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daughter of his employer and friend-she being a young woman of religious principles, and passionately fond of literary pursuits-formed an ardent attachment to him. His only apprehension was, that the young lady's parents might deem it presumption in him, considering recent circumstances, to aspire to her hand. He expressed his fears. She assured him they were groundless.
" Are you certain ?” he eagerly asked, afraid lest she should only be fondly inferring the feelings of her parents from her own.
“I am quite sure, Joseph.”
“I am afraid you are only hoping, or persuading yourself, they will concur in our union."
“Oh, no, it is not hope or belief only; it is certainty."
“Have you expressly asked their consent?"
" And may I formally venture to ask you of them?"
“You may, whenever convenient to yourself, with the certainty of receiving the most cordial concurrence of both to our union."
Joseph, that very evening, intimated his intentions respecting their daughter to the parents. The result was as he had been led to expect. They severally expressed their perfect concurrence in the proposed union of their daughter with Joseph; adding the expression of a hope, that they would find the connexion productive of the greatest mutual happiness.
“ Allow me farther to say,” remarked the father, “ that whatever we can do to conduce to that desirable end, will be done."
It were impossible to give any idea of the joy which the assurance of the entire concurrence of the parents with his proposed marriage with their daughter, afforded to the mind of Joseph.
It is unnecessary to add that, all his apprehensions being thus found to be groundless, he expressed to his bride-elect his wish that their marriage should take place as soon as might be agreeable to her. To this wish she returned a ready response ; for it was one which she equally
felt with himself.
In a few weeks more, Joseph was a married man, receiving with his wife, not only virtue and beauty, but a handsome sum of money. Need it be added that, after his wife's fortune came into his hands, one of the very first things he did was, to pay all his former debts, amounting to upwards of 4001.
Most works of the nature of the present, end with the marriage of the hero. We shall not deviate, to any great extent, from the orthodox rule. The only farther demand we shall make on our readers' attention will be, to accompany us through two pages more. Soon after his marriage, Joseph was received as a partner into the firm; one of the other two partners, in addition to his father-in-law, having retired from business. The house, in a few months more, opened up a branch establishment in one of the large manufacturing towns, the entire management of which establishment was confided to Joseph. And he having devoted his attention to mercantile matters ever since he had been connected with them, and all his transactions being guided by strictly religious principles, the branch business soon became one of great profit, and is still continuing to flourishi under his auspices.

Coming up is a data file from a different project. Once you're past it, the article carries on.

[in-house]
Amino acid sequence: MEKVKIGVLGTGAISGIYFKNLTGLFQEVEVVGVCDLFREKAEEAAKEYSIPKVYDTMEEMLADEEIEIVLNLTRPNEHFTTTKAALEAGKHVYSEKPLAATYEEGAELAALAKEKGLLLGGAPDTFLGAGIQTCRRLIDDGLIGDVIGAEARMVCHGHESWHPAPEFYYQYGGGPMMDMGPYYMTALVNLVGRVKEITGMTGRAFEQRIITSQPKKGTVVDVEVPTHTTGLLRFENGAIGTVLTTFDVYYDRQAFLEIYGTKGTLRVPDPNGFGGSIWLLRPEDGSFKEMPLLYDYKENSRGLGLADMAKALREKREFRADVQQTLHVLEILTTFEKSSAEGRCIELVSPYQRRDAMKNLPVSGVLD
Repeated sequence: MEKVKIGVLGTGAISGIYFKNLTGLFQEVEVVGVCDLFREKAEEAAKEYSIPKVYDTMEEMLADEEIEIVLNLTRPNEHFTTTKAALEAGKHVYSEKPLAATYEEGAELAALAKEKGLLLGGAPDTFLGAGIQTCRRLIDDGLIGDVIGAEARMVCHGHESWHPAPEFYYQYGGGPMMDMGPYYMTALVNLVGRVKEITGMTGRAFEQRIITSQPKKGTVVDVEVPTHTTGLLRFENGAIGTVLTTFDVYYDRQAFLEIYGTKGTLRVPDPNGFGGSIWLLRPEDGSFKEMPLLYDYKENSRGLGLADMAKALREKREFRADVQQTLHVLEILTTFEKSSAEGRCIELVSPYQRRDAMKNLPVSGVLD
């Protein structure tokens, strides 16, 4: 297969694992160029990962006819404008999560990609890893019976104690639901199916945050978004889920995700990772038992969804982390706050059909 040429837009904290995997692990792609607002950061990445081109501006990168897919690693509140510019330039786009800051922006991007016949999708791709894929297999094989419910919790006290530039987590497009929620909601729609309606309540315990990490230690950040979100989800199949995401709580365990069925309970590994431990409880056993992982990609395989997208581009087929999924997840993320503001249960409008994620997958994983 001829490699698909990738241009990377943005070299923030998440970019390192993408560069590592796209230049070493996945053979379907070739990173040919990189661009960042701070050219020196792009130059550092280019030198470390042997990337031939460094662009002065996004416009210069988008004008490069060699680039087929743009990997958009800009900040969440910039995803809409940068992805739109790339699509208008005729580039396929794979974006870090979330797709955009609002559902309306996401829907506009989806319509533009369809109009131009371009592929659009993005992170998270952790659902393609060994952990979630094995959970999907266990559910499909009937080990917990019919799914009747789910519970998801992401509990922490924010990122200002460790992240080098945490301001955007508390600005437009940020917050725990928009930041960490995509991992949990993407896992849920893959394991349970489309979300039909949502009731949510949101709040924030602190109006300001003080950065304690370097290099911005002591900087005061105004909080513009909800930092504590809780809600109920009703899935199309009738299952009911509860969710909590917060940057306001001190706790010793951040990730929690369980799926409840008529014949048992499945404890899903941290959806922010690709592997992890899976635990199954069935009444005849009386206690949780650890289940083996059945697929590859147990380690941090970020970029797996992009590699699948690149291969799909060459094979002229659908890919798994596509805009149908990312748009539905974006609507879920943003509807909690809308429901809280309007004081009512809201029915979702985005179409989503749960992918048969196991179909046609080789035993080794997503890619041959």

Can it be necessary to add that, with the altered views he now entertained, it was his earnest and unceasing desire to undo, as far as he could, the injury to morals and vital religion which he had done to both during the thoughtless period of his life. He felt that, in this respect, a weighty responsibility rested on him. He accordingly resolved to devote whatever spare time he could command—and he contrives to command a great deal-to the promotion of pious and benevolent objects. Every religious and charitable institution in the place has, ever since his settlement in it, found in him a zealous supporter. And in his conversation with those whom he meets with in the intercourse of private life, as well as at public meetings held for religious purposes, he dwells emphatically on the wondrous exhibition of divine sovereignty made in the change which his views have undergone. He not only contrasts his bright and blessed prospects in reference to the future, with his gloomy forebodings and awful apprehensions before experiencing that change, but expatiates with rapture on the advantages, even in a temporal sense, which he has derived from his transformation of character. His mind, amid all the changes of life, is composed and peaceful. All is sunshine around him. He could not before have believed it possible, that so much happiness as he enjoys could be possessed on earth. If, as was remarked in a previous chapter, the inscription on his forehead ought, while living in his unrenewed